Gimme 5: What Every Lawyer Should Know about Bankruptcy Law
by Catherine E. Bauer
(County Bar Update, April 2005, Vol. 25, No. 4)

 

Gimme 5: What Every Lawyer Should Know about Bankruptcy Law

 

By Catherine E. Bauer, Assistant United States Attorney, Los Angeles, and Executive Committee Member, LACBA Commercial Law and Bankruptcy Section. The views expressed are those of the author only and do not reflect the views of the United States Attorney's Office for the Central District of California or the Department of Justice.

 

County Bar Update thanks the Commercial Law and Bankruptcy Section for its assistance.

 

1. Know a good bankruptcy lawyer.
Reason #1: Bankruptcy is a specialized area of the law. If you are not yourself a bankruptcy lawyer, you should keep the name of a good bankruptcy lawyer around for those bankruptcies that are sure to pop up during your career. Maybe you'll obtain a judgment, the enforcement of which will be thwarted by a bankruptcy filing. Or maybe one of your clients will have a bankruptcy-related concern and seek your advice. Whatever the circumstances, don't be afraid to admit that bankruptcy is a world unto itself and refer the problem to someone who lives in (or at least has frequently visited) this world.

 

Reason #2: Someone someday will ask you for the name of a bankruptcy lawyer "for a friend."

 

(All of the remaining tips can be almost completely forgotten if you take Tip #1 to heart.)

 

2. The Bankruptcy Court has a Web site with lots of great information.
The Web site for the Bankruptcy Court for the Central District of California is www.cacb.uscourts.gov. This Web site is great. It has loads of useful bankruptcy information, forms, and links. Here is a partial list of what can be found on the site: a brief explanation of the different bankruptcy chapters, Bankruptcy Petition forms, Proof of Claim form, Federal Rules of Bankruptcy Procedure, Local Bankruptcy Rules, Local Bankruptcy Rules forms, links to webPACER and E-Filing, court addresses, and a self-calendaring system.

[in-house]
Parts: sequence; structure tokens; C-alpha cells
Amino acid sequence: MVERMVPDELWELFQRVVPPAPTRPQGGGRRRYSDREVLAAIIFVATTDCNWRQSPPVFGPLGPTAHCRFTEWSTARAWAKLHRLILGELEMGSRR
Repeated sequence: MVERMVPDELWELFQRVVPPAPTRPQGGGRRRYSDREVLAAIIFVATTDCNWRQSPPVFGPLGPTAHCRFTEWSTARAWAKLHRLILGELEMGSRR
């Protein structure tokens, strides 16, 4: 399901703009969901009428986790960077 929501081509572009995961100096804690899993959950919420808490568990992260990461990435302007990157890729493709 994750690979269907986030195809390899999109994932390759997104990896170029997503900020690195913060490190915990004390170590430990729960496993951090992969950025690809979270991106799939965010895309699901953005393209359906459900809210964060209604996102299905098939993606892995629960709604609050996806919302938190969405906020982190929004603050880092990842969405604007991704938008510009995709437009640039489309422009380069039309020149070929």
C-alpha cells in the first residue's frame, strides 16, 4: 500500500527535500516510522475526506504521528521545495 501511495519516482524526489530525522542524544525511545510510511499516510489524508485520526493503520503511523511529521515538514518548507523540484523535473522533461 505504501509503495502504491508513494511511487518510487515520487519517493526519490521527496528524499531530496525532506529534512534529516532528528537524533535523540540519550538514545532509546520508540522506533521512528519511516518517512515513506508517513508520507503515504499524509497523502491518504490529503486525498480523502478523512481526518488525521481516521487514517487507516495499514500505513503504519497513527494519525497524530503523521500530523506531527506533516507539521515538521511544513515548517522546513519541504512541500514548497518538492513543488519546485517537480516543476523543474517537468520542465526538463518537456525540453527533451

Please note this disclaimer as to Tips #3, #4 and #5, which follow: These are oversimplifications -- Best to stick to Tips #1 and #2!

 

3. Do not continue trying to collect a debt after a bankruptcy filing.
The automatic stay provided for by Bankruptcy Code Sec. 362 prevents a creditor from attempting to enforce or collect a pre-petition debt once a bankruptcy is filed. This "stay" goes into effect as soon as the bankruptcy petition is filed, and it is the most important initial benefit provided to a bankruptcy debtor.

 

It can take many days for the formal written notice of the bankruptcy filing to be received. If a creditor receives a more informal notice of the bankruptcy during the interim period (usually a phone call from the debtor or the debtor's attorney), the creditor should halt collection activities while awaiting or seeking confirmation of the filing. The webPACER system can give quick access to bankruptcy filing information for a fee.

 

Violating the stay can lead to sanctions, and a debtor can bring suit against the creditor to boot.

 

4. Always file a Proof of Claim by the deadline.
If a Proof of Claim can be filed, file it by the deadline indicated on the notices from the Bankruptcy Court. This really is a drop-dead date.

 

But don't worry if you can't find the deadline for filing a POC in a no asset Chapter 7 case -- There isn't one. In fact, a POC won't be accepted in these cases. The concept here is that, since there are no assets that can be distributed to creditors, there is no need for POCs. If the case later turns into a case with assets, a notice will be sent indicating that POCs can be filed and the deadline for filing them.

 

If a POC is filed late, an opposition to allowance of the claim probably will be filed and probably will succeed.

 

5. Do not violate the discharge injunction.
A discharge is what most debtors want at the end of the day. It relieves them of personal liability for dischargeable debts (e.g., credit card debts, deficiency claims, unsecured loans).

 

The official discharge notice is sent out approximately three months after a Chapter 7 filing. Creditors with dischargeable debts are then permanently enjoined (the discharge injunction) from trying to collect from the debtor personally. This is true in a no asset Chapter 7 case even if the debtor did not list the debt in the debtor's bankruptcy schedules.

 

Ignoring the discharge injunction can lead to sanctions and civil contempt charges.

 

Tip #5 1/2: Review Tip #1 again!

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